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Saul Bellow Biography

This Biography consists of approximately 27 pages of information about the life of Saul Bellow.
This section contains 7,804 words
(approx. 27 pages at 300 words per page)
Purchase our Saul Bellow Biography

Dictionary of Literary Biography on Saul Bellow

Saul Bellow claims the writer is a moralist, obliged to affirm the possibilities for individual life in the human community. Despite literary realism's "myth of the diminished man" and disparagement of modern civilization, Bellow finds a chance for "selfhood" in the modern world. Still he admires such modern masters as Conrad, Dreiser, Lawrence, Joyce, and Cary, and he draws materials and techniques from realism. He immerses his protagonists in a "multiplication of facts and sensations" which threatens to suffocate their selfhood. His fiction's density of specification is an analogue of the human problem it engages. In The Adventures of Augie March (1953), Augie articulates the dilemma: "there's too much history, too much example, too much influence, too many guys who tell you to be as they are, and all this hugeness, abundance, turbulence, Niagara Falls torrent." Bellow reassesses the human situation within this torrent.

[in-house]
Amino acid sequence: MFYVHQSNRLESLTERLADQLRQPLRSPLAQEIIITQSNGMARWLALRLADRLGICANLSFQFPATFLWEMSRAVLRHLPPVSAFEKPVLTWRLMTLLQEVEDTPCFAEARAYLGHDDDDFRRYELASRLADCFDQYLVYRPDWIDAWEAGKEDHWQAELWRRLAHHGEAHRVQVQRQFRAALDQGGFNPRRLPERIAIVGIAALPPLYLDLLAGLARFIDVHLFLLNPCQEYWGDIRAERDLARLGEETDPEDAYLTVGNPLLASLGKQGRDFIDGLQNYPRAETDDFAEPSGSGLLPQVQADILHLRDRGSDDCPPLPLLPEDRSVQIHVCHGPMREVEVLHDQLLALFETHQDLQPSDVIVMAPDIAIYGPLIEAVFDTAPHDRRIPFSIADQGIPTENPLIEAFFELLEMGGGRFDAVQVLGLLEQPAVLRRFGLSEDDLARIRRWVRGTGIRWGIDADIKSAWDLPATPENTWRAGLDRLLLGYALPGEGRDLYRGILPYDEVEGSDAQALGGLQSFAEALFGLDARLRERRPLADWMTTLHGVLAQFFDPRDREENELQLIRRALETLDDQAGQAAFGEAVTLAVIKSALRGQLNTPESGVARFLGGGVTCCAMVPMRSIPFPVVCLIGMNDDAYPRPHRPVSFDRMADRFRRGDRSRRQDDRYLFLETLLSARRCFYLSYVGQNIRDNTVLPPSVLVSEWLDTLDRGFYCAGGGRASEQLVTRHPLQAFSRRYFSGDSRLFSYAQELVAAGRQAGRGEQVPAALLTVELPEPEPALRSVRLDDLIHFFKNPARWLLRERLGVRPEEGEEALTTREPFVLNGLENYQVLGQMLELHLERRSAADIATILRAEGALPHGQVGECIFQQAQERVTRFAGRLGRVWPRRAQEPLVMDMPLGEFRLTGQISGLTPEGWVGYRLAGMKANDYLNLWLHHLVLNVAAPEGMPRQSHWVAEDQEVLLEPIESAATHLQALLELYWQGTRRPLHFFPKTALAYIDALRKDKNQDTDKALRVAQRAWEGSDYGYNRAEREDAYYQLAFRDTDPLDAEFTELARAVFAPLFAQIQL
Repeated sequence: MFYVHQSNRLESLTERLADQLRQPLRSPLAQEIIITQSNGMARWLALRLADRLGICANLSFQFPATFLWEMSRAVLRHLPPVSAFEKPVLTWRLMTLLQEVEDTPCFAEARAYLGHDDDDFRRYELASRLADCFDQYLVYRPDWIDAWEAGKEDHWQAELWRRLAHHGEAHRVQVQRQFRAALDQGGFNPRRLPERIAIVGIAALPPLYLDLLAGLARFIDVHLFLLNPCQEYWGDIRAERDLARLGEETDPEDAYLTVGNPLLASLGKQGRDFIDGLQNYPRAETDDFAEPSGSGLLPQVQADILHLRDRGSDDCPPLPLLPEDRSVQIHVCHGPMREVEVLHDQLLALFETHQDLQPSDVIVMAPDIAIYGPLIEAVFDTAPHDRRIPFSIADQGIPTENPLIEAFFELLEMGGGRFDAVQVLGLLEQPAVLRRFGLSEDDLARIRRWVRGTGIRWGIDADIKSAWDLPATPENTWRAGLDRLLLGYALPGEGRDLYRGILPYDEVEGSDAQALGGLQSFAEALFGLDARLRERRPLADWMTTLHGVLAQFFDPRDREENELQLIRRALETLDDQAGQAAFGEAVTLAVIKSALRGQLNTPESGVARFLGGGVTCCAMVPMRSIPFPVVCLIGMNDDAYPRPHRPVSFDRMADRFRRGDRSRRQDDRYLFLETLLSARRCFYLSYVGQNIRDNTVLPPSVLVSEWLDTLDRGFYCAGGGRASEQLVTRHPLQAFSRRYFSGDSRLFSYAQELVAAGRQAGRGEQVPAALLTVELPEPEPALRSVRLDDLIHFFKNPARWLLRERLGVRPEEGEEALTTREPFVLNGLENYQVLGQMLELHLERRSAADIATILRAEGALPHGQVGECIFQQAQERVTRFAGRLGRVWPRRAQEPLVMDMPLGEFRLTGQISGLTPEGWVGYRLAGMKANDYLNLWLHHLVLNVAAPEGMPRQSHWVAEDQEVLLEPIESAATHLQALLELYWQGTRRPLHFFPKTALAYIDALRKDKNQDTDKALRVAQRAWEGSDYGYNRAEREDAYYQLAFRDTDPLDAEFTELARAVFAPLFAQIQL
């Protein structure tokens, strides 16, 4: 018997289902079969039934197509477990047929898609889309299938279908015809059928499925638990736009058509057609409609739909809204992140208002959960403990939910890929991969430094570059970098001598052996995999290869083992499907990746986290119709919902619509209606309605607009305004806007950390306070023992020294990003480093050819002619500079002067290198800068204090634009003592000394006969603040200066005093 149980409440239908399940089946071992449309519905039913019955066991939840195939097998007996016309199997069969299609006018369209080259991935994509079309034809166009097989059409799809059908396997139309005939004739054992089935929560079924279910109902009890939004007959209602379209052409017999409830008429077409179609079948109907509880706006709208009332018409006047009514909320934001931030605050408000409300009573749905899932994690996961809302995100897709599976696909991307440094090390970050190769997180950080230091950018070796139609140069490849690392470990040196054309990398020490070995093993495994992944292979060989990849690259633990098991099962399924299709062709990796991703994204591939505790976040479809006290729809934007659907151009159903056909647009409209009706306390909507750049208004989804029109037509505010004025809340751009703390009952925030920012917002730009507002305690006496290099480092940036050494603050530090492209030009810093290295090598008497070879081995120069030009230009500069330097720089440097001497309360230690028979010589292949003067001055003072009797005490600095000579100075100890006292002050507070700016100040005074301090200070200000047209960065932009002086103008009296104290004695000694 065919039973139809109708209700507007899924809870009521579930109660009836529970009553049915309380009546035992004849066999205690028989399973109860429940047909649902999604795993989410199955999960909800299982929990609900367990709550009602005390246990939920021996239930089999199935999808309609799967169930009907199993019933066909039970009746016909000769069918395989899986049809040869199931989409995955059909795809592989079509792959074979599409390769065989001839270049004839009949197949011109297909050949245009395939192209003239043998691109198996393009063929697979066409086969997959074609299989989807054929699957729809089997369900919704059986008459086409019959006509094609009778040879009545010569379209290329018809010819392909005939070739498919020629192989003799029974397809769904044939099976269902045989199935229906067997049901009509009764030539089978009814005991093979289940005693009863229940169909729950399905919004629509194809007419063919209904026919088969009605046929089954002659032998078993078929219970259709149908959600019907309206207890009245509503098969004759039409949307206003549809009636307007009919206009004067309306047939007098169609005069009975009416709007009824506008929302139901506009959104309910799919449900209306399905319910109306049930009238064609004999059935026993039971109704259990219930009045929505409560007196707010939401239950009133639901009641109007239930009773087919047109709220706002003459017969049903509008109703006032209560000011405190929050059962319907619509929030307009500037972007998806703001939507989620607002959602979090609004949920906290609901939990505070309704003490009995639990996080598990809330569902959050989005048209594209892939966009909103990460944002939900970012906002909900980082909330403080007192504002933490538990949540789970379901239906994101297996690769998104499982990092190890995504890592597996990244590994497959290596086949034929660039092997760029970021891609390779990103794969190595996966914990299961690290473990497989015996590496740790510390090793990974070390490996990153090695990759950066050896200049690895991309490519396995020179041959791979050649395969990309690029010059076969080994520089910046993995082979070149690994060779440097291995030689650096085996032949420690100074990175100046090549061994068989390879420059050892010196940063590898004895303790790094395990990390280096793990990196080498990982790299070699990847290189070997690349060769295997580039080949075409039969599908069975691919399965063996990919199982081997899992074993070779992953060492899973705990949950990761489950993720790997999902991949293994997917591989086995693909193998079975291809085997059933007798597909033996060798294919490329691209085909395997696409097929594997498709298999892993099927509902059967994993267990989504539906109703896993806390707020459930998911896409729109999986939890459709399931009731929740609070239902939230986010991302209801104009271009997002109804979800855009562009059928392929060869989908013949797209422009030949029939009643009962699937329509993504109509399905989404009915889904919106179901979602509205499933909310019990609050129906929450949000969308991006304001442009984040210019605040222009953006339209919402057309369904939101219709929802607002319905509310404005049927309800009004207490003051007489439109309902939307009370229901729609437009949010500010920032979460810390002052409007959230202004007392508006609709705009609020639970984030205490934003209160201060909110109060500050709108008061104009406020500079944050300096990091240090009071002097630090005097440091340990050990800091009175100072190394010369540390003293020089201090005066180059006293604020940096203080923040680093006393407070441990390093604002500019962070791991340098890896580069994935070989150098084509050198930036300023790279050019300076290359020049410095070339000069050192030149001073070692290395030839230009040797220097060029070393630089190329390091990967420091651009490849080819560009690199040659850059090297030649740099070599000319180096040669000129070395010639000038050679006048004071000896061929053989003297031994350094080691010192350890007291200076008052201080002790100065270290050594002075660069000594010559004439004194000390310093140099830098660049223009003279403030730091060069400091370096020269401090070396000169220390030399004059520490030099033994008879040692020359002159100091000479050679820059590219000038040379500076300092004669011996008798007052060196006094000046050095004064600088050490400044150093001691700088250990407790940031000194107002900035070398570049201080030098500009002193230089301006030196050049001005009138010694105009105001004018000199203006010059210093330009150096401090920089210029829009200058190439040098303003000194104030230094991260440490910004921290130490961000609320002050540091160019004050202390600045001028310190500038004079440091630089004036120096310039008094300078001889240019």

He directs his affirmations against...

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This section contains 7,804 words
(approx. 27 pages at 300 words per page)
Purchase our Saul Bellow Biography
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